Word of Mouth - Absinthe; the drink of artists
Welcome to part two of three episodes about the infamous drink absinthe which began its life in a small village near Neuchatel in Switzerland in 1792.
When mixed with water poured over sugar the drink turned green and set free the green fairy who according to legend has the power to steal the talent of the brilliant and make geniuses of mediocrities.
Absinthe was the most popular drink in France during the second half of the 19th century and it was cheap. It was the drink of poets, painters and writers. Baudelaire, Verlaine, Guy de Maupassant, Rimbaud, Oscar Wilde, even Earnest Hemingway credited some of their literary success to the drink.
For me my glory is a Humble ephemeral absinthe - Paul Marie Verlaine, Poet. (1844 - 1896)
Let me be mad, mad with the madness of absinthe. The wildest, most luxurious madness in the world. - Marie Corelli, Novelist. (1855 - 1924)
Absinthe drinkers were painted by Picasso, Van Gogh, Manet, Degas, Gaugin and Toulouse Lautrec.
Lautrec liked to kick start his days with an earthquake – a combination of absinthe and brandy. His hollow walking stick carried half a litre of his preferred spirit. The drink and syphilis destroyed him. After a spell in a lunatic asylum he died aged just 36.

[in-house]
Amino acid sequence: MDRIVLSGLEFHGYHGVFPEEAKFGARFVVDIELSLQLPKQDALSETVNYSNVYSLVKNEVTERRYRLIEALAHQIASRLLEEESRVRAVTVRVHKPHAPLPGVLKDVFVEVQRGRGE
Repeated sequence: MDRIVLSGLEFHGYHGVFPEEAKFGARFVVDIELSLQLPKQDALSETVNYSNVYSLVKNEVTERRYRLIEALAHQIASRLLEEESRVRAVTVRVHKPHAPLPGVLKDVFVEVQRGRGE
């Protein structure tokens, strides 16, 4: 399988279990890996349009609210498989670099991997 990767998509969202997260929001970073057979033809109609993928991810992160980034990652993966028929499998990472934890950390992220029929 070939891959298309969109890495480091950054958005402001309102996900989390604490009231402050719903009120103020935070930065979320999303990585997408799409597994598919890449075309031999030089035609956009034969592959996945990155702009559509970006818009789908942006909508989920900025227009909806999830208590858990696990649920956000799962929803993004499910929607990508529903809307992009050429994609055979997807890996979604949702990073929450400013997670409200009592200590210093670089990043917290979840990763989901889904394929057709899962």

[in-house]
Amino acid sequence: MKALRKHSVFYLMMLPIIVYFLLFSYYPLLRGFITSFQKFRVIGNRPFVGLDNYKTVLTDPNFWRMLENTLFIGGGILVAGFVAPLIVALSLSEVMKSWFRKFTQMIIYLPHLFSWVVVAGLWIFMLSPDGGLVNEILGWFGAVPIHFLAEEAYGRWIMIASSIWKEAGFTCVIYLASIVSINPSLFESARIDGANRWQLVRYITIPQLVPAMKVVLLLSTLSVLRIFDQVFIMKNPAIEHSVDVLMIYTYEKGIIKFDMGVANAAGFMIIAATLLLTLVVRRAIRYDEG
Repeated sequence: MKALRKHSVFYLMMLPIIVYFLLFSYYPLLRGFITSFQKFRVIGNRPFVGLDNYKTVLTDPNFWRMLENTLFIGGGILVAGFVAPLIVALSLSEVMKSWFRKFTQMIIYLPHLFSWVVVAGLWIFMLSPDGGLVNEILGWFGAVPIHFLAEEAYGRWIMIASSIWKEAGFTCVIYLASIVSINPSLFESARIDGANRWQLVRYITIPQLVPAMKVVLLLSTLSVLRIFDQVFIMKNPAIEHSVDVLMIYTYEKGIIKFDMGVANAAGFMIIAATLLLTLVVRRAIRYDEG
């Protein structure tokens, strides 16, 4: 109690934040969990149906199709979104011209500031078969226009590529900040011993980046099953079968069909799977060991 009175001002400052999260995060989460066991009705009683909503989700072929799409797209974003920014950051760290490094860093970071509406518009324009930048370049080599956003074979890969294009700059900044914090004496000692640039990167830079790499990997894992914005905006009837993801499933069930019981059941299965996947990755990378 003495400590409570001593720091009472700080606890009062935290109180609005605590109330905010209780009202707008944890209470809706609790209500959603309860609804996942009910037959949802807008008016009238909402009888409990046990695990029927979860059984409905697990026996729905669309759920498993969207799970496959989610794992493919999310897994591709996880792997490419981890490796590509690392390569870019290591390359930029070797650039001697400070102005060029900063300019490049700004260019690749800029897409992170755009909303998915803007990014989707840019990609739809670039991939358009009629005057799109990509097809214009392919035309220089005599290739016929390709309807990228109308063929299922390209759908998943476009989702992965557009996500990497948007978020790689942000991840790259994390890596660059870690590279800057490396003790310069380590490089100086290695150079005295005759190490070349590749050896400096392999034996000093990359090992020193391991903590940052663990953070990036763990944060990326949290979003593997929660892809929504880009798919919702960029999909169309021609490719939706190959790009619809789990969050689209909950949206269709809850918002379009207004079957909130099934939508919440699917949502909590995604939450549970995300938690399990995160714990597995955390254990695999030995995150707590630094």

Even in ruin and in degradation it remains a thing apart: its victims wear a ghastly aureole all their own, and in their peculiar hell yet gloat with a sinister perversion of pride that they are not as other men. - Alistair Crowley, Occultist and Painter. (1875 - 1947)
After the first glass, you see things as you wish they were. After the second, you see things as they are not. Finally, you see things as they really are, and that is the most horrible thing in the world. - Oscar Wilde, Playwright, Novelist & Poet. (1854 - 1900)
While absinthe killed brain cells with great efficiency it shaped Symbolism, Surrealism, Modernism, Impressionism, Post-Impressionism and Cubism.
Hear a new episode of Word of Mouth every Tuesday morning at 10:40am on the Mid Morning Mix.
Image: Viktor Oliva. Der Absinthtrinker, 1901